Just before he died, Aldous Huxley said, "After 45 years of research & study, the best advice I can give people is to be a little kinder to each other."
The word "kind" stems from "kin"—those of the same family or tribe, those we are close to, those of the same kind.
Deep down we are all of the same kind. We all want to feel at ease, to be treated with respect, to feel cared for and appreciated. None of us want to feel criticized, rejected, humiliated, ignored or manipulated. To reduce it to its simplest terms, we each want to feel loved. I do not mean love in a romantic sense, or some outpouring of emotion, but simple caring. This is the universal bottom line of every human relationship. We all want to feel cared for. We want to be treated kindly.
If each of us would like to be treated with kindness, then it should be our intent to give this to others. But often we do the exact opposite. Instead of trying to ensure that the other person feels cared for and appreciated, we end up in a vicious circle of recrimination and attack.
It usually starts by our feeling hurt over something someone said or did. Whether they intended to hurt us, or whether it is only in our imagination does not matter. The fact is we feel hurt. Then, if we are not fully conscious of our own inner processes, we are likely to defend ourselves by attacking back in some way. It’s not the most noble or wisest response, nevertheless that is the way us less-than-enlightened folk sometimes react.
We may respond with a cutting remark or criticism, a resentful tone of voice, a shift in body language, or simply by making no response at all. Whatever form it may take, the underlying intention is that the other person should feel just a little hurt—not much, not enough to disrupt the relationship, but sufficient that the other person should not feel totally loved.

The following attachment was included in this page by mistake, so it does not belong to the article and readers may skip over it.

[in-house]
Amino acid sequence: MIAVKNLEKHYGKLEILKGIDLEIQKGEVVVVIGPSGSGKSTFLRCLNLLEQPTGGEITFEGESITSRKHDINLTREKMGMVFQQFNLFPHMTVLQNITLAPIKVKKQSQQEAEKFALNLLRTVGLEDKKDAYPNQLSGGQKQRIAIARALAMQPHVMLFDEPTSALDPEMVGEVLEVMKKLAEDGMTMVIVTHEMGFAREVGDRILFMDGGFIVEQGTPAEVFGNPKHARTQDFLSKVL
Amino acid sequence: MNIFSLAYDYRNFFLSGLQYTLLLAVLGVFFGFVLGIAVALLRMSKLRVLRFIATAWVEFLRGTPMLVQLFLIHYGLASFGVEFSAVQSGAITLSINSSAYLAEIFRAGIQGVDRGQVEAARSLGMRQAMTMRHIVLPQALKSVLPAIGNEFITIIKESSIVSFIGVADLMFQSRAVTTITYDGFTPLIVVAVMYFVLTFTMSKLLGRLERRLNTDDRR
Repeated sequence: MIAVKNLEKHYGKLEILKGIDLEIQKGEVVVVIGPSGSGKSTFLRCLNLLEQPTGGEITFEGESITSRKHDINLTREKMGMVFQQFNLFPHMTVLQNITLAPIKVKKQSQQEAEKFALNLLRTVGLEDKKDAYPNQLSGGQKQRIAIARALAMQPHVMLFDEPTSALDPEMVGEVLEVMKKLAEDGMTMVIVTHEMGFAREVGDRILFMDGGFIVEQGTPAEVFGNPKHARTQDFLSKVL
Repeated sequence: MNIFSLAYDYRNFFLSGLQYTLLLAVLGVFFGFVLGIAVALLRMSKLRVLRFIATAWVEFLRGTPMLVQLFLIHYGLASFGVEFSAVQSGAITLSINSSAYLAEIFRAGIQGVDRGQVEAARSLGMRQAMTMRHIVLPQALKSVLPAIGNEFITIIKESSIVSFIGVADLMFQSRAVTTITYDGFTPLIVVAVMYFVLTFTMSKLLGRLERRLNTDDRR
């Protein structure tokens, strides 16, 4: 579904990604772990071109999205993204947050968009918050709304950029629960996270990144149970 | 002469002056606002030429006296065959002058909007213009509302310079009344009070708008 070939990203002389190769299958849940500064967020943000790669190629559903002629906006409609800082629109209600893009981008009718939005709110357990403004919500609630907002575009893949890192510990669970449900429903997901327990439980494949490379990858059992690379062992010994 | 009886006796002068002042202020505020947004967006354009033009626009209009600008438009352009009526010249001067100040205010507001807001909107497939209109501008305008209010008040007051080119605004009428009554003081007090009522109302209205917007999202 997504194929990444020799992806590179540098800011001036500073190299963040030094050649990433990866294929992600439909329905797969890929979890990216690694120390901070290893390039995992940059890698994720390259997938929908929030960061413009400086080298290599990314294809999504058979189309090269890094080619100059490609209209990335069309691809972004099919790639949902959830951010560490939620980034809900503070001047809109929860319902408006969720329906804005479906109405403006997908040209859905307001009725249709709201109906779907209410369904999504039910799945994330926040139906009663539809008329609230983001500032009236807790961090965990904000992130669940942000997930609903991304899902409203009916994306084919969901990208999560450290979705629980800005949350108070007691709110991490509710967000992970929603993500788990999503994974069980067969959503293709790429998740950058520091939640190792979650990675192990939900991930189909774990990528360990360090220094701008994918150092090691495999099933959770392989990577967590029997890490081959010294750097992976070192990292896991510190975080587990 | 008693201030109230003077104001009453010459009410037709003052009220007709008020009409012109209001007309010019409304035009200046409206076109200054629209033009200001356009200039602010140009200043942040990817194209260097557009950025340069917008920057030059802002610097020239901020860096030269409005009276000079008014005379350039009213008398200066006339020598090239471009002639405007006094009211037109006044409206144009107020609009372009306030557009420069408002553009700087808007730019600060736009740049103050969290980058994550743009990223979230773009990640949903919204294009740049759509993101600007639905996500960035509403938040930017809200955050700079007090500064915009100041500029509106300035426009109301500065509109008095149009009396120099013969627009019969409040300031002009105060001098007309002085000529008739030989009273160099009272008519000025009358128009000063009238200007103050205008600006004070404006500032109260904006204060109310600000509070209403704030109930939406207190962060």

But if the other person is also less than enlightened, their response to a perceived attack will likely be similar to ours. They will tend to attack back, doing or saying something intended to make us feel a little hurt and not totally loved.
So the vicious circle gets set up. It may not always be that obvious. On the surface it often looks as if the relationship is going well; both people appear friendly with no open hostility. But underneath a sad game is being played out. Each person, in their attempts to have the other person behave in a more loving manner, is actually withholding love from the other. They're effectively saying: "You're not respecting me, therefore I'm going to be nasty to you so that you realize the error of your ways and treat me better."
It's a lose-lose game. Little wonder then that many relationships—personal, social, or work—find themselves on rocky ground
The vicious circle can be broken if we start from recognizing that, like us, the other person wants to feel loved and at ease. Our intention then becomes: How can I communicate so that the other person does not feel attacked or rejected, but cared for and respected?
We can start by becoming vigilant against attacking thoughts. Filtering out our less than noble intentions can remove much of the problem at source.
This does not mean we should not speak our truth. The question is: How can we do so in a way that the other person feel appreciated rather than criticizes. When you have something difficult to say, you might preface it with the reason why you want to say it, letting the person know it comes from an attitude of caring rather than attack. For example, you might start by saying: "I value our relationship, and want to see it grow, but for that to happen, I need to discuss an issue that is difficult for me." This sets a very different tone than simply blurting out whatever you have to say.
Or it may help to express your own fears. They are also part of the truth, and expressing your fear of rejection or of being misunderstood, can help others appreciate your concerns, and can put them more at ease—which, remember, is the goal of this exercise.
And when this practice slips, as it surely will from time to time, and the attacking mode creeps back in, there is nothing like a genuine apology to set things back on track. Own up to your mistake (we are all human after all), and try to express yourself again with a more caring intention.
The practice of kindness is essentially The Golden Rule found at the heart of the world’s spiritual traditions. In the Bible it is said: "All things whatsoever that ye would that men should do to you, do ye even so to them." Similarly, in the Koran we find, "No one of you is a believer until he desires for his brother that which he desires for himself."
If we all applied this to everyone we met or spoke to, the world would be a very different place.